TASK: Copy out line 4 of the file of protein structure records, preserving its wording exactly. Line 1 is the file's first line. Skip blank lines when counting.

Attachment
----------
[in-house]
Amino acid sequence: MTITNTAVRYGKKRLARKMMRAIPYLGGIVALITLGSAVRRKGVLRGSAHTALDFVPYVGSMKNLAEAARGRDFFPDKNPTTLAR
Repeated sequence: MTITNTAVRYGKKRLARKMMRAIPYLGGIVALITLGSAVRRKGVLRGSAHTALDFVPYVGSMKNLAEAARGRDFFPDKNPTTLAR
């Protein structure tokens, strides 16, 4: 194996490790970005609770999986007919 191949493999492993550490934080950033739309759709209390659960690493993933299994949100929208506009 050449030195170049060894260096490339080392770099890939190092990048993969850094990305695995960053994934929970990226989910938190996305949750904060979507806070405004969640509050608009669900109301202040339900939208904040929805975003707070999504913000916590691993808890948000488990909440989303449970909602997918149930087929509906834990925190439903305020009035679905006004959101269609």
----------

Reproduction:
């Protein structure tokens, strides 16, 4: 194996490790970005609770999986007919 191949493999492993550490934080950033739309759709209390659960690493993933299994949100929208506009 050449030195170049060894260096490339080392770099890939190092990048993969850094990305695995960053994934929970990226989910938190996305949750904060979507806070405004969640509050608009669900109301202040339900939208904040929805975003707070999504913000916590691993808890948000488990909440989303449970909602997918149930087929509906834990925190439903305020009035679905006004959101269609």